I have been planning an electric all-grain beer brewery to replace my propane heated brewery, which was supplemented with strike water heated on our electric kitchen range. This page collects a few images extracted from the Google Sketchup model I made. I will eventually upload the model to Google when it is finished.
The frame is constructed from 1.5 × 1 × .072 inch steel tubes which will be painted in a silver metallic color. The top of the frame is covered with one foot wide aluminum diamond plate. I will use high-temperature silicone hoses with quick-disconnects to direct the liquids during the brewing processes.
This is a view from inside the Hot Liquor Tun (HLT), which is just a glorified water heater really. Clockwise from left we see an RT100 temperature probe poking through a sight glass fitting. A stainless steel float switch prevents us from dry firing the heater element. A 5500W 240V RIPP Ultra Low Watt Density provides the heat. A 1/2 inch s.s. coupling is soldered to the HLT, and a s.s. compression fitting is threaded into it. A 1/2" dip tube made from copper pipe has a 45° elbow to clear the heater element.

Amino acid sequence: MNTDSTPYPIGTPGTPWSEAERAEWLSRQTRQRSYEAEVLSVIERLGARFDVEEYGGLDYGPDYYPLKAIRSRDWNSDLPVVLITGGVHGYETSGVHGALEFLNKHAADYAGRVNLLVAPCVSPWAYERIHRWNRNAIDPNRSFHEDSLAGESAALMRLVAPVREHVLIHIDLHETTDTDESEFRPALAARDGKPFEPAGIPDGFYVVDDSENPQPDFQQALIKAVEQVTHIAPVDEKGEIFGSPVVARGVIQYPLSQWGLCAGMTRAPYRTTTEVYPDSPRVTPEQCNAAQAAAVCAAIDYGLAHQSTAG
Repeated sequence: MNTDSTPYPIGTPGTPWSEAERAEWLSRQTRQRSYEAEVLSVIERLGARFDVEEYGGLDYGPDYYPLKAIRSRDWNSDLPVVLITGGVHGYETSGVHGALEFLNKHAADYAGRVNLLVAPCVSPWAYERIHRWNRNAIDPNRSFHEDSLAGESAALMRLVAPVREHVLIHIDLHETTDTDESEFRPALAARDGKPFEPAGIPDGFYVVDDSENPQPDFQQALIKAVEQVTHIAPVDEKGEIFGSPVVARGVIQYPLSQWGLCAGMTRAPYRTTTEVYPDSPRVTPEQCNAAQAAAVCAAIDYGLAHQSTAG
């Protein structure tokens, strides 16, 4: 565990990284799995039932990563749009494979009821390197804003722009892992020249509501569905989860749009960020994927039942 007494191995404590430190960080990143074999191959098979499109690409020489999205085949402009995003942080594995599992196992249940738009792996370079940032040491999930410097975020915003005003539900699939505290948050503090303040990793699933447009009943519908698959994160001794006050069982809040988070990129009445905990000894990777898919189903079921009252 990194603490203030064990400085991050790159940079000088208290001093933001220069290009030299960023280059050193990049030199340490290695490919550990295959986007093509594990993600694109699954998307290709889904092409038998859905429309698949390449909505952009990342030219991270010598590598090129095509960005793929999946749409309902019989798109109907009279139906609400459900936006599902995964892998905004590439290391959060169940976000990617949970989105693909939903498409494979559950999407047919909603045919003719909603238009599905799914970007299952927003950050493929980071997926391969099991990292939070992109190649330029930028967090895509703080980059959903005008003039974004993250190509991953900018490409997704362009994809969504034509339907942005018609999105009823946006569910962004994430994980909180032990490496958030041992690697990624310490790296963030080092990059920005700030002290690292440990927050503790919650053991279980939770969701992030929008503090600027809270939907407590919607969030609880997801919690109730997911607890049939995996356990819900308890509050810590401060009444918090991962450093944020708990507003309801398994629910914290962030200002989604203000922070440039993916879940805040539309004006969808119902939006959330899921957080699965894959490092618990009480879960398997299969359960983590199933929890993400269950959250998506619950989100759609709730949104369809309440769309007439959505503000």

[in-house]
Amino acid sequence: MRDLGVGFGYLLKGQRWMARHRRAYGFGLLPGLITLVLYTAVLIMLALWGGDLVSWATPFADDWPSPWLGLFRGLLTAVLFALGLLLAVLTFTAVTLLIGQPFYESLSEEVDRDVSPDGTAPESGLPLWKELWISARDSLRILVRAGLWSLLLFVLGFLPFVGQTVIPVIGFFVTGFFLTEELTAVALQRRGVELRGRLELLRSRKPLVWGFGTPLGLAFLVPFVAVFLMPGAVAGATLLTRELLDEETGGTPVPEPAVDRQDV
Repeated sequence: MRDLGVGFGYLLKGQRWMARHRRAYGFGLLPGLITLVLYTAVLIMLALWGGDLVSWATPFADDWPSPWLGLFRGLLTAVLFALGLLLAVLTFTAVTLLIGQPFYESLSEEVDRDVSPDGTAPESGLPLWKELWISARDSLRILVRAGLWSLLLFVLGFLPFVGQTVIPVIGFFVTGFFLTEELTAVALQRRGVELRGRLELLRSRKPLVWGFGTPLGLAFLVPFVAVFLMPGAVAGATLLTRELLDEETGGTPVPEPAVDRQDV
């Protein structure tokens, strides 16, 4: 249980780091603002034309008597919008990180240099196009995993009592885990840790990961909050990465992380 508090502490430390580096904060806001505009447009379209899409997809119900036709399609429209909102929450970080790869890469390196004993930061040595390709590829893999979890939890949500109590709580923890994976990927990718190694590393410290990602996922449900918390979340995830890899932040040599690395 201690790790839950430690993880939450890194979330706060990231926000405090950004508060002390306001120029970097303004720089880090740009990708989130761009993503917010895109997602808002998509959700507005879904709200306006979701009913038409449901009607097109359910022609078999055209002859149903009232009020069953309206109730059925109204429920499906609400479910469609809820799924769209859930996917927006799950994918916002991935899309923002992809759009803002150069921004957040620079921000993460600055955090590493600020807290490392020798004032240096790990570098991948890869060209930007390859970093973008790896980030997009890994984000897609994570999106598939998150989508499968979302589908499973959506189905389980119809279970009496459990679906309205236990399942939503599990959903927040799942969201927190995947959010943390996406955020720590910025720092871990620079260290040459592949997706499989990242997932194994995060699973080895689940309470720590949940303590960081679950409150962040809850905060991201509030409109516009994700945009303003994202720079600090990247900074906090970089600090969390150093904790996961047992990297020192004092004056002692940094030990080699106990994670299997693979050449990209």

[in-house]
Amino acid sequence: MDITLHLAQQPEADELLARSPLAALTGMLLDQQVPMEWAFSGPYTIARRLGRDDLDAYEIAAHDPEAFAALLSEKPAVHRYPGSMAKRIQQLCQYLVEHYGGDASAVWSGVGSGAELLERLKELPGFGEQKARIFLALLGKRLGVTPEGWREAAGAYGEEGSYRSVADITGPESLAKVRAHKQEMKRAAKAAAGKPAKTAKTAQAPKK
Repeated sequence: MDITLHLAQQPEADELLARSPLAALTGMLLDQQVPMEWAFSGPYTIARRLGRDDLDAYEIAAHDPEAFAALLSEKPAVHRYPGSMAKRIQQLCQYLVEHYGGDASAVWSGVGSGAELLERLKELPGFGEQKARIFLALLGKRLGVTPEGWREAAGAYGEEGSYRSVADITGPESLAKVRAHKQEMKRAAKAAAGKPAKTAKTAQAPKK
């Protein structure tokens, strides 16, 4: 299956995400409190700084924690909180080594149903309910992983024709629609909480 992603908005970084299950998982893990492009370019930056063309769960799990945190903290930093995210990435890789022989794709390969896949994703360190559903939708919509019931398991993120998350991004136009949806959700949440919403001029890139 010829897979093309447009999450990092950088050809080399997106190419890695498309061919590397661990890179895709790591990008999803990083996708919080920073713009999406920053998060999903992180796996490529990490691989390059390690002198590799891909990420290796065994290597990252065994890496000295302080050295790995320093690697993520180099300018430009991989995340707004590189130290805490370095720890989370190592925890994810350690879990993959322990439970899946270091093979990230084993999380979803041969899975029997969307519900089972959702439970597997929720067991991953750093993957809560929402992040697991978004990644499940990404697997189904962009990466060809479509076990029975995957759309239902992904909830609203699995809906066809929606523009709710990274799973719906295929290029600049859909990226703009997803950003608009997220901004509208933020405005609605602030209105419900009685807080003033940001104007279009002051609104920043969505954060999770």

The strike water is drained through the large valve on the HLT into the Mash/Lauter Tun (MLT). The grist will be mixed with the strike water in the MLT, and a pump will circulate the liquid from the bottom of the MLT, through the RIMS tube (seen directly to the left of the MLT) where heat is added if needed, and back to the top of the MLT. During recirculation the RIMS tube will be connected to the bent s.s pipe inside the MLT. An octagonal tray breaks up the water jet and distributes the liquid around the top of the tun. After typically 60 minutes of mashing we start the sparging process where the float valve in the MLT keeps the liquid level constant while we slowly drain the MLT to the grant. This process typically lasts 60 minutes during which the grist is rinsed to extract the dissolved sugars.